Malawi Helicopters Assist Mozambican Flood Victims

Raphael Tenthani, PANA Correspondent
BLANTYRE, Malawi (PANA) - President Bakili Muluzi of Malawi has directed that two army helicopters be despatched to Mozambique to help in relief and evacuation exercises following devastating floods that have devastated the neighbouring country.

Lucius Chikuni, commissioner for relief and disaster preparedness, said Muluzi ordered the helicopters to be sent to the Mozambican provinces of Sofala and Manica.

"The helicopters and crew will leave on Sunday," he said.

A statement from the Malawi Army said the helicopters and crew will be used to evacuate stranded people, cut off from the rest of the country by swollen rivers that have broken their banks.

They will also be used to airlift relief items.

Muluzi said he met his Mozambican counterpart, Joachim Chissano, in Lesotho where the two leaders attended the royal wedding of King Letsie. He said they discussed the devastating cyclone and Muluzi offered Malawi's help.

"They are our neighbours, their problems are ours too," he said.

Meanwhile, meteorologists in Malawi have warned that the fickle storms that have been devastating southern Malawi since Thursday may continue until Monday.

Unprecedented torrential rains covered some parts of southern Malawi, accompanied by fierce storms that blew off roofs of houses, uprooted trees that in turn blocked roads and ripped off power and electricity lines rendering several parts of Blantyre in darkness and without telephone services.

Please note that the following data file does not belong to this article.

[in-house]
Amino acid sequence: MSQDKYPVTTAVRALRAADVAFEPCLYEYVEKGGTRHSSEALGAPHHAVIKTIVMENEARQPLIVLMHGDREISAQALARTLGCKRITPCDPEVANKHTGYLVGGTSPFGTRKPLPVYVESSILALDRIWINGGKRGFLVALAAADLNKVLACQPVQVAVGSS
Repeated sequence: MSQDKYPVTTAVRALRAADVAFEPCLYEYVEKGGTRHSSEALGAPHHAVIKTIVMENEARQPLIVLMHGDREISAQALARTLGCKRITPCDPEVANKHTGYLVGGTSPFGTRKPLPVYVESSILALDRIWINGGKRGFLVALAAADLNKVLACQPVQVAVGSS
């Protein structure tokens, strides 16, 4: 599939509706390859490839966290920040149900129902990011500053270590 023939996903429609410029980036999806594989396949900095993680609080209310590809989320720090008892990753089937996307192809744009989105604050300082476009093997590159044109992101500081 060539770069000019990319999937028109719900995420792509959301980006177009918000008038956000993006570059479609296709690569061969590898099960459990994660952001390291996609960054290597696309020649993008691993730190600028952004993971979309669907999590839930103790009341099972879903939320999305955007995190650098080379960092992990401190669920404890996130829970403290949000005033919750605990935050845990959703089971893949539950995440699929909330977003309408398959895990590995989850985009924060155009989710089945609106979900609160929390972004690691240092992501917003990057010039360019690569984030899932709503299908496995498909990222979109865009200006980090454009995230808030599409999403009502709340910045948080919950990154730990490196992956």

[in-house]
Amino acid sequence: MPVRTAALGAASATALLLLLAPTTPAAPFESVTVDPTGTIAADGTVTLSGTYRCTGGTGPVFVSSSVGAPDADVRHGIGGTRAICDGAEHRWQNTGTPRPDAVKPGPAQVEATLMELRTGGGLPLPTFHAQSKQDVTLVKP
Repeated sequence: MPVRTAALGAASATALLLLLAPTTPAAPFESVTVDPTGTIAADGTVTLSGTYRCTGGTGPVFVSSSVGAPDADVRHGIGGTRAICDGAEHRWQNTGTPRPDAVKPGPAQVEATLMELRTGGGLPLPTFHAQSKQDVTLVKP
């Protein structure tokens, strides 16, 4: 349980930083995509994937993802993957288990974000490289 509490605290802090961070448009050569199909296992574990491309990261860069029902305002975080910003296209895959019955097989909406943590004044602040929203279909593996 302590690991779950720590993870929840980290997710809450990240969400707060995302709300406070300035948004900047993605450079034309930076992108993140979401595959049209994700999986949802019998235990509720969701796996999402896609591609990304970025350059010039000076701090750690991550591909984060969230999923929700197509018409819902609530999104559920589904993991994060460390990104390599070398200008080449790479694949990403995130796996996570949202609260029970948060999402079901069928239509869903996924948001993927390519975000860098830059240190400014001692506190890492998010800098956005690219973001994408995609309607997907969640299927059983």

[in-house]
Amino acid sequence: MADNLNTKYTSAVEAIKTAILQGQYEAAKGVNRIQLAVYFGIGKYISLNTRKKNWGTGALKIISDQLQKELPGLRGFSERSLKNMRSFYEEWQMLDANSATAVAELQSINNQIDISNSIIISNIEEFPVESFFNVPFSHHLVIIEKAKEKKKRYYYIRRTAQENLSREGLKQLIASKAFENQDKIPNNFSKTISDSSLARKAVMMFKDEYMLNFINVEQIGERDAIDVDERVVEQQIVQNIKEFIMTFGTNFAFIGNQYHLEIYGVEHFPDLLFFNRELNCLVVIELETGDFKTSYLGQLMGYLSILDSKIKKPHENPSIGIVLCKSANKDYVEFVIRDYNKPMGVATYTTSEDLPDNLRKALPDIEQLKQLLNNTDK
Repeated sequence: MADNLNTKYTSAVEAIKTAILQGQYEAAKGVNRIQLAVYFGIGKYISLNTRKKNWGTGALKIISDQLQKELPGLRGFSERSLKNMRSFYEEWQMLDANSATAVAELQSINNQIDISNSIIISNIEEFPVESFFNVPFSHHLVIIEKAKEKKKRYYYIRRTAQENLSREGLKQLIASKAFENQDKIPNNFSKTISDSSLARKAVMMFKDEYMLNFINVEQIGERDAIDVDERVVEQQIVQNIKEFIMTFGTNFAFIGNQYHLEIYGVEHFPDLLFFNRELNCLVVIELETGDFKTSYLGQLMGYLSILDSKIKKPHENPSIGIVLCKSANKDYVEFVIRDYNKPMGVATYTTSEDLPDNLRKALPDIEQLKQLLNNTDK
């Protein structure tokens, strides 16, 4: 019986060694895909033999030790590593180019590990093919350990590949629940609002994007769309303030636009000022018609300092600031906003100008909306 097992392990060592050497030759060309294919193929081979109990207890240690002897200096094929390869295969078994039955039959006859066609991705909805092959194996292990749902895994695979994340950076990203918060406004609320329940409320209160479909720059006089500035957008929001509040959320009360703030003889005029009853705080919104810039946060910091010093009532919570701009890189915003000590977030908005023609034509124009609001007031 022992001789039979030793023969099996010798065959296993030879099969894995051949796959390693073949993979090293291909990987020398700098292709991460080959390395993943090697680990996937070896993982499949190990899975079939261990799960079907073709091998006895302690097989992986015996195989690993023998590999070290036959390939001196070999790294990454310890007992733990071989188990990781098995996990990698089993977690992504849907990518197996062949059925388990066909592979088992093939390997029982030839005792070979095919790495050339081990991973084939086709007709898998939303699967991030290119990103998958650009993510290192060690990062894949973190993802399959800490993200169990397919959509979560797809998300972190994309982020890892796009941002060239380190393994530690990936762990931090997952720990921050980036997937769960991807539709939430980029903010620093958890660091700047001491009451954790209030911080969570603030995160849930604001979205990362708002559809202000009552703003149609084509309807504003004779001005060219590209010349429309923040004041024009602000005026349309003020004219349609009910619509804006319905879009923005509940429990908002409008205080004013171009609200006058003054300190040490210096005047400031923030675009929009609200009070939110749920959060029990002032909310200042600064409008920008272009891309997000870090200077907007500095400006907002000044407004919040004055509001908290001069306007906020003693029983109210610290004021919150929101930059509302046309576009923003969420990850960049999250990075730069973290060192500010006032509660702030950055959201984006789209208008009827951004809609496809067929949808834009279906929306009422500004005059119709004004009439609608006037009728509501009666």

Municipal workers have been clearing the debris around the clock.

Gray Munthali, principal meteorologist, said this is part of the cyclone that has been devastating several southern African countries including Mozambique, Botswana, South Africa and Zimbabwe.

"We knew a cyclone would come but we did not alert people because we did not expect it to have such an impact," he said.

Munthali said the cyclone has been caused by low pressure winds in parts of Mozambique.

The cyclone caused heavy rainfall averaging 90 millimetres in most parts of southern Malawi.

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